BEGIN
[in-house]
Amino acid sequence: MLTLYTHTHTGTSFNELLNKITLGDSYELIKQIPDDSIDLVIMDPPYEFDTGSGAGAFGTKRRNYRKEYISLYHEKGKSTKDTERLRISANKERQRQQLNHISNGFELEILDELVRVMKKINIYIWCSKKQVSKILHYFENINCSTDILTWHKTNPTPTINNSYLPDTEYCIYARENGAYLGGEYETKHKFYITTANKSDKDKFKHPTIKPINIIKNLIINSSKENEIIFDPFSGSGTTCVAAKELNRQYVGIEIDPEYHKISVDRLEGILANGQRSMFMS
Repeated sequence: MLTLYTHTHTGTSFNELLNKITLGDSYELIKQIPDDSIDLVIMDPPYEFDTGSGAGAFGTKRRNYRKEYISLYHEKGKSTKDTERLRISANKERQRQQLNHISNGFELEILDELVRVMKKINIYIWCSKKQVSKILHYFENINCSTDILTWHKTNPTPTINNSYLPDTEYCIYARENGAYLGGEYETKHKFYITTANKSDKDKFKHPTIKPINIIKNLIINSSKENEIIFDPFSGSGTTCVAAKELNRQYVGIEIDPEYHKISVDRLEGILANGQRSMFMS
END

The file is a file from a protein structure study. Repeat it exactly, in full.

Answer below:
[in-house]
Amino acid sequence: MLTLYTHTHTGTSFNELLNKITLGDSYELIKQIPDDSIDLVIMDPPYEFDTGSGAGAFGTKRRNYRKEYISLYHEKGKSTKDTERLRISANKERQRQQLNHISNGFELEILDELVRVMKKINIYIWCSKKQVSKILHYFENINCSTDILTWHKTNPTPTINNSYLPDTEYCIYARENGAYLGGEYETKHKFYITTANKSDKDKFKHPTIKPINIIKNLIINSSKENEIIFDPFSGSGTTCVAAKELNRQYVGIEIDPEYHKISVDRLEGILANGQRSMFMS
Repeated sequence: MLTLYTHTHTGTSFNELLNKITLGDSYELIKQIPDDSIDLVIMDPPYEFDTGSGAGAFGTKRRNYRKEYISLYHEKGKSTKDTERLRISANKERQRQQLNHISNGFELEILDELVRVMKKINIYIWCSKKQVSKILHYFENINCSTDILTWHKTNPTPTINNSYLPDTEYCIYARENGAYLGGEYETKHKFYITTANKSDKDKFKHPTIKPINIIKNLIINSSKENEIIFDPFSGSGTTCVAAKELNRQYVGIEIDPEYHKISVDRLEGILANGQRSMFMS